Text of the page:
“Originally, we wanted to take the most picturesque route, which we thought was Route 66,” explained Nigel. “But we realized our client base is not located along that route, so we decided to instead go down the east coast and pick up the southern route. This would allow us to see the most customers in our time frame of 12 days.”

New York, despite all of its industry, is not known to be a city particularly rich in biotechnology. So it was decided early on that Cambridge, Massachusetts, one of the world’s largest biotech hubs, would be the starting gate for the journey toward BIO 2017.

Pay the Naysayers No Mind | Steadfast on the Road to BIO

There are few sentiments that bother Nigel Walker more than those indicating something—particularly something he devised—simply cannot be done. This journey in itself was evidence of that; in many ways a revisit to 1992, the last time someone told him a cross-country trek would not be possible.

There were plenty of cynics making their voices heard both leading up to and on the Road to BIO. Many, in their defense, were worried about Nigel and the team. With only a handful of Lamborghini dealerships across the country, and only four on the Road to BIO, even a minor mechanical issue or flat tire could be extremely problematic. And if the RV failed, which seemed to be a more likely possibility, the effort would be crippled.

But the crew was as prepared as they could be, packing away four spare tires, one spare front wheel, a low-profile jack and plenty of spare oil and fluids just in case something were to go awry. And if something were to happen to one of the crew, well, there were provisions in place for that as well.

“I was primarily concerned about someone coming down with an illness or health condition, so we did have a contingency plan in place,” said Nigel. “Secondly, was the Lamborghini going to make it? It’s not necessarily built for driving 5,000 miles in 12 days, but we had everything we could need, other than if we got two flat tires or ran over a bag of nails.”

Six individuals who never doubted Nigel were those who accompanied him on the road. Chalk it up to knowing him, or to having witnessed countless successes as a result of his out-of-the-box thinking, but the team’s faith in Nigel could be seen from the moment the journey was put on the table, all the way through the finish line at BIO 2017.

Selecting the Team | Road Warriors to BIO 

While a total of 16 That’s Nice employees had some hand in the execution of the Road to BIO, a team of seven was selected to actually make the trek, each hailing from very different backgrounds and with skillsets spanning multiple disciplines. And though Nigel was careful to assemble the team he deemed most capable of supporting the journey from a capabilities standpoint, he could not have foreseen how these individuals would come together to not only carry it to the finish, but to bring out in one another the characteristics that made it a monumental success—in more ways than one.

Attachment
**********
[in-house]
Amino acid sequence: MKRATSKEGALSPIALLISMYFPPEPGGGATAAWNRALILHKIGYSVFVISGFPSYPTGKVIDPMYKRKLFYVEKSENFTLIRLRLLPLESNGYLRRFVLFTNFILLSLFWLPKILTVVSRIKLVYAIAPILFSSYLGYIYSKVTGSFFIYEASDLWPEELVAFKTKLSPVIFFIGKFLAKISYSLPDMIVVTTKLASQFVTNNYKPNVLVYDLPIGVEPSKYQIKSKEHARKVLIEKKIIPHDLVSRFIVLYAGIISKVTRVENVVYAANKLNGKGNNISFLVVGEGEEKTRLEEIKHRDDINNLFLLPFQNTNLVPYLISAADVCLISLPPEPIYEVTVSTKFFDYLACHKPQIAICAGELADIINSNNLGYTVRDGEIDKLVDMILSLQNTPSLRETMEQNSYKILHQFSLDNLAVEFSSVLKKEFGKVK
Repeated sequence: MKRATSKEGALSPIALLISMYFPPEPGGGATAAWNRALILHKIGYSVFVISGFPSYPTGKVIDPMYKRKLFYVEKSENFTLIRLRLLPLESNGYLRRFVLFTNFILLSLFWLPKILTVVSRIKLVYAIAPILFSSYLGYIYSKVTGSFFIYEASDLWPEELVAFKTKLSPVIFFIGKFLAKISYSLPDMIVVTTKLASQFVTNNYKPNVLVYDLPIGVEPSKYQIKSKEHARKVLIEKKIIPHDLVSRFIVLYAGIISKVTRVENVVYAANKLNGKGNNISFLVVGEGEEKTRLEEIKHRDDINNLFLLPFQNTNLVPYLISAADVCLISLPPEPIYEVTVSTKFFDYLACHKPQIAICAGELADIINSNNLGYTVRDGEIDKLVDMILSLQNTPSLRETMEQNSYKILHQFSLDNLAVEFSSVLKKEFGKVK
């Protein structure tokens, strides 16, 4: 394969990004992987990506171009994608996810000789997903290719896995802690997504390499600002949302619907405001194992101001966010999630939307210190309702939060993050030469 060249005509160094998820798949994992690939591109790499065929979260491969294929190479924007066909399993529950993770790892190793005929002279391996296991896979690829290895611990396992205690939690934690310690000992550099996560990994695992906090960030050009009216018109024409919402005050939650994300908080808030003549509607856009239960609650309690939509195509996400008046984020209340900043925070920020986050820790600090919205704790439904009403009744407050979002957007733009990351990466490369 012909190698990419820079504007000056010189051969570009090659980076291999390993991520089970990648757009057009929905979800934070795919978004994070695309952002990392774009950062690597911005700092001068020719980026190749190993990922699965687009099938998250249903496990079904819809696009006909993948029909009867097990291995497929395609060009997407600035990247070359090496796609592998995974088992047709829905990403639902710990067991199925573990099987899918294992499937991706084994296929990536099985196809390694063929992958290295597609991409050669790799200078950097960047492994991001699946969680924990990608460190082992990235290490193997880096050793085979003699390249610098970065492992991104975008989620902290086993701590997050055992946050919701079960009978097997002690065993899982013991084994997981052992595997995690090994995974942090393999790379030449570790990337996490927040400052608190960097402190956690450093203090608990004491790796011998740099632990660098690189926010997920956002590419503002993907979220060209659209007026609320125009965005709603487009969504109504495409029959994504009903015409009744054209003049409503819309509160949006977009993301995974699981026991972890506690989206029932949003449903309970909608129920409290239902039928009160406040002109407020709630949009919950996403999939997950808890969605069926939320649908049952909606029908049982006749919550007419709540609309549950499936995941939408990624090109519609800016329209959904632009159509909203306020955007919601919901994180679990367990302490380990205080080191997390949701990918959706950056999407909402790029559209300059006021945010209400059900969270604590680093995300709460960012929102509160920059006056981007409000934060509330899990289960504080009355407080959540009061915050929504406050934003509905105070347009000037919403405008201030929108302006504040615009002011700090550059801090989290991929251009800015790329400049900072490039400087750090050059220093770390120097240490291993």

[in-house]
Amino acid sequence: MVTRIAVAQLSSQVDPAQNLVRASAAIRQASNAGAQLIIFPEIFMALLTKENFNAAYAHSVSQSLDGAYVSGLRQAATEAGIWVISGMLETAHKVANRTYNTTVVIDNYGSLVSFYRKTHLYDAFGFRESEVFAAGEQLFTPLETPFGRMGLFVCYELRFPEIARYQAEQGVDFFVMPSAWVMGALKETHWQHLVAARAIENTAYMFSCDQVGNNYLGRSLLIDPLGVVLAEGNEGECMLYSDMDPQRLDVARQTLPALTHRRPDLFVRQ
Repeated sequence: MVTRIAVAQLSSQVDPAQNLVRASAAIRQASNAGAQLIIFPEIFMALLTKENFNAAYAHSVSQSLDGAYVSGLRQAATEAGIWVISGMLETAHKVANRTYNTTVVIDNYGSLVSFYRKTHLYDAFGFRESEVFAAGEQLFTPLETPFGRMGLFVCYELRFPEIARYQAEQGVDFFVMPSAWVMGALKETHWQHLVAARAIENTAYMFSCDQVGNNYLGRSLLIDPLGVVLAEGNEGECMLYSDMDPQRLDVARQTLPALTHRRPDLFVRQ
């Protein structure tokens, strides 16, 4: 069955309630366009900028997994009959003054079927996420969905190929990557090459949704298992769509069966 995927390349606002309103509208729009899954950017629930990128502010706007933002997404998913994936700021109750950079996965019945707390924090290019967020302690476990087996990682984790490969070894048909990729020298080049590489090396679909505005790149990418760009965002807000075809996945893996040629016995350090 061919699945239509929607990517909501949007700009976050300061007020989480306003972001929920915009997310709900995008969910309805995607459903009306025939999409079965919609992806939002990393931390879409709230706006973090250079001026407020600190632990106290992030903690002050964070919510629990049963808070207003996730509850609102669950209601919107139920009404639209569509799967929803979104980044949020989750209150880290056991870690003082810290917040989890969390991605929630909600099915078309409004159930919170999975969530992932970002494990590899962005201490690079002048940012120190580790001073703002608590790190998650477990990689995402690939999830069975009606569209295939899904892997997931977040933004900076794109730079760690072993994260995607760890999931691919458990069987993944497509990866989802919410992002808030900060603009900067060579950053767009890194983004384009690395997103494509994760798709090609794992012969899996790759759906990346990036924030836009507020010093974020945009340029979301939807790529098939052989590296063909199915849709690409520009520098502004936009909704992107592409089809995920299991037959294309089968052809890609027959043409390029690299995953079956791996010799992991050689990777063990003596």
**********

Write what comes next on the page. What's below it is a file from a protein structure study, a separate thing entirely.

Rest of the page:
Nigel ‘Caine It’ Walker
That’s Nice Founder & Managing Director; Road to BIO Driver (Lamborghini)
22 Years at That’s Nice
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For Nigel, the Road to BIO was, in many ways, a return to the epic journey he set out to complete 25 years earlier. But at this point, it was just as much a representation of the organization he had worked so hard to build over the past 22 years. In an industry comprised of research, data and strategy, it was important to show his clients the caliber of That’s Nice as a science agency. And what better way, he thought, than with an undertaking that leverages all of the elements that come together to deliver unparalleled service.

“It’s about the amount of effort that goes into our projects,” said Nigel. “The teamwork, the collaboration and the pulling together to deliver for our clients—no other agency could have gotten this done.”

Wei ‘Sulu’ Gao
That’s Nice Account Director & Partner; Road to BIO Project Manager
~10 Years at That’s Nice
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Account director, partner and 10-year staple of That’s Nice, Wei Gao joined the first leg of the journey after another account manager had to drop out at the last minute. Wei is integral to the daily operations of the firm, overseeing all client accounts while also liaising with the internal team to ensure quality execution of all initiatives. With all of the work that had to be done on the back end to accomplish the Road to BIO, it was decided that Wei would only be on the road for the early stage of the journey, and would rejoin the road trip team across the finish line at BIO 2017.

“I wanted to make sure they could get into the swing of things,” said Wei. “If after a few days it looked like they wouldn’t be able to do it, I would stay.”

A trusted partner at the firm, Wei was one of the first with whom Nigel conferred about the Road to BIO.